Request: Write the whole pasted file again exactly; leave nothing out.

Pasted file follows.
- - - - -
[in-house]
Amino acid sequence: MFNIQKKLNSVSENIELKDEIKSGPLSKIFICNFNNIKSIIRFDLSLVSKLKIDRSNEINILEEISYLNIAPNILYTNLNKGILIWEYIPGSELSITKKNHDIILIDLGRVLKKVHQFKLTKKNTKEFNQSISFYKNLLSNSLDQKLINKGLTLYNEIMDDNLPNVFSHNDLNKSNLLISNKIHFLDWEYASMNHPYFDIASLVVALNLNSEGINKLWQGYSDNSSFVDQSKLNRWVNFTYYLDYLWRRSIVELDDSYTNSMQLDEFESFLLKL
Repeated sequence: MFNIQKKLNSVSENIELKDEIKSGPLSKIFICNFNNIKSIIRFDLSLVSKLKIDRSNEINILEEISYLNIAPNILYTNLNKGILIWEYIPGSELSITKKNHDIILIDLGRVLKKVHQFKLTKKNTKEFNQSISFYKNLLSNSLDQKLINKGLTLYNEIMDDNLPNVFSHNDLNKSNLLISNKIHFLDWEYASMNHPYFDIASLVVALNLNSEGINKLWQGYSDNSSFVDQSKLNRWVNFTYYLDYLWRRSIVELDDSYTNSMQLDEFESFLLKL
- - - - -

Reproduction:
[in-house]
Amino acid sequence: MFNIQKKLNSVSENIELKDEIKSGPLSKIFICNFNNIKSIIRFDLSLVSKLKIDRSNEINILEEISYLNIAPNILYTNLNKGILIWEYIPGSELSITKKNHDIILIDLGRVLKKVHQFKLTKKNTKEFNQSISFYKNLLSNSLDQKLINKGLTLYNEIMDDNLPNVFSHNDLNKSNLLISNKIHFLDWEYASMNHPYFDIASLVVALNLNSEGINKLWQGYSDNSSFVDQSKLNRWVNFTYYLDYLWRRSIVELDDSYTNSMQLDEFESFLLKL
Repeated sequence: MFNIQKKLNSVSENIELKDEIKSGPLSKIFICNFNNIKSIIRFDLSLVSKLKIDRSNEINILEEISYLNIAPNILYTNLNKGILIWEYIPGSELSITKKNHDIILIDLGRVLKKVHQFKLTKKNTKEFNQSISFYKNLLSNSLDQKLINKGLTLYNEIMDDNLPNVFSHNDLNKSNLLISNKIHFLDWEYASMNHPYFDIASLVVALNLNSEGINKLWQGYSDNSSFVDQSKLNRWVNFTYYLDYLWRRSIVELDDSYTNSMQLDEFESFLLKL